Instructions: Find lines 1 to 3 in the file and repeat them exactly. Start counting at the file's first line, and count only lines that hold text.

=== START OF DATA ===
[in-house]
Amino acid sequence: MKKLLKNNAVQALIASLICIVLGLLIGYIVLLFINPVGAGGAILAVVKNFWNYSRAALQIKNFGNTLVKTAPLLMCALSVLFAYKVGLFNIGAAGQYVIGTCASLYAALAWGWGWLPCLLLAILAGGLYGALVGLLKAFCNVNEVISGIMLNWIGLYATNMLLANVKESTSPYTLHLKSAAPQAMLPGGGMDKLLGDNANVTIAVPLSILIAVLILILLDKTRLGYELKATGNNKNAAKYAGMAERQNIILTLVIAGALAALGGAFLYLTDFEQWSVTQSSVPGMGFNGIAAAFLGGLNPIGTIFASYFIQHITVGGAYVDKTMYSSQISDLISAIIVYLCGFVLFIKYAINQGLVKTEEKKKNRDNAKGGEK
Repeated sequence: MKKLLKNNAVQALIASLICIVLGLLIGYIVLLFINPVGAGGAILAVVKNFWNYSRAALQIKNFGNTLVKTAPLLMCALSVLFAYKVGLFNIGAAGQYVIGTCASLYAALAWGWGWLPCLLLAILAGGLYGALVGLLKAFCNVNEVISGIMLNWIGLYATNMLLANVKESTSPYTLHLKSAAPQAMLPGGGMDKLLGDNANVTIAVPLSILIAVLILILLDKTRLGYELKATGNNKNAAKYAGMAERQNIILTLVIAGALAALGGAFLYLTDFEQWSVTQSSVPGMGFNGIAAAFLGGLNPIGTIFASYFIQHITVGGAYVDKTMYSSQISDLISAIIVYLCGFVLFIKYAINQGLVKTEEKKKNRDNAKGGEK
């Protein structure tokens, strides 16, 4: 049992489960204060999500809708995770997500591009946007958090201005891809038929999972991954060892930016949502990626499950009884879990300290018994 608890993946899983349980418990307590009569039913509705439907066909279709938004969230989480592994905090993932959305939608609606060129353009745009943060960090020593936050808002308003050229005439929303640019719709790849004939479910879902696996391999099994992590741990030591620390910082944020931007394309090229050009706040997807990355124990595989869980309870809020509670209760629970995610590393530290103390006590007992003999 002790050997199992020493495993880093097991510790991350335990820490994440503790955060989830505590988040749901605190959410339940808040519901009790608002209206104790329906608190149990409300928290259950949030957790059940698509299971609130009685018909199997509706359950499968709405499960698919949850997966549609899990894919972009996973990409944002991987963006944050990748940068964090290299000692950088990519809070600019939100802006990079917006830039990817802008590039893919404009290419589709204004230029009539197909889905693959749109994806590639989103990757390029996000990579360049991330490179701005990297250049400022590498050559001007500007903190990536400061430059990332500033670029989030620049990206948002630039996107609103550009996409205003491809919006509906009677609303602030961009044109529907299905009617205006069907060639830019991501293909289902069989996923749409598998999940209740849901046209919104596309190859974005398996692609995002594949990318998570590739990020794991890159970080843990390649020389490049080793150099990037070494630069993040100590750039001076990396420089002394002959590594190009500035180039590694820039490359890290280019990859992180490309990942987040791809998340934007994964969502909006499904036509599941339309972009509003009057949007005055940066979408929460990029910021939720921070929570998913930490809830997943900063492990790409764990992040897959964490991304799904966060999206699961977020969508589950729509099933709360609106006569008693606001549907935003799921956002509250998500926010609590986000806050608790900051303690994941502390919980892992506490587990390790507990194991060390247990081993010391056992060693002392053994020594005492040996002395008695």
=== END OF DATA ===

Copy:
[in-house]
Amino acid sequence: MKKLLKNNAVQALIASLICIVLGLLIGYIVLLFINPVGAGGAILAVVKNFWNYSRAALQIKNFGNTLVKTAPLLMCALSVLFAYKVGLFNIGAAGQYVIGTCASLYAALAWGWGWLPCLLLAILAGGLYGALVGLLKAFCNVNEVISGIMLNWIGLYATNMLLANVKESTSPYTLHLKSAAPQAMLPGGGMDKLLGDNANVTIAVPLSILIAVLILILLDKTRLGYELKATGNNKNAAKYAGMAERQNIILTLVIAGALAALGGAFLYLTDFEQWSVTQSSVPGMGFNGIAAAFLGGLNPIGTIFASYFIQHITVGGAYVDKTMYSSQISDLISAIIVYLCGFVLFIKYAINQGLVKTEEKKKNRDNAKGGEK
Repeated sequence: MKKLLKNNAVQALIASLICIVLGLLIGYIVLLFINPVGAGGAILAVVKNFWNYSRAALQIKNFGNTLVKTAPLLMCALSVLFAYKVGLFNIGAAGQYVIGTCASLYAALAWGWGWLPCLLLAILAGGLYGALVGLLKAFCNVNEVISGIMLNWIGLYATNMLLANVKESTSPYTLHLKSAAPQAMLPGGGMDKLLGDNANVTIAVPLSILIAVLILILLDKTRLGYELKATGNNKNAAKYAGMAERQNIILTLVIAGALAALGGAFLYLTDFEQWSVTQSSVPGMGFNGIAAAFLGGLNPIGTIFASYFIQHITVGGAYVDKTMYSSQISDLISAIIVYLCGFVLFIKYAINQGLVKTEEKKKNRDNAKGGEK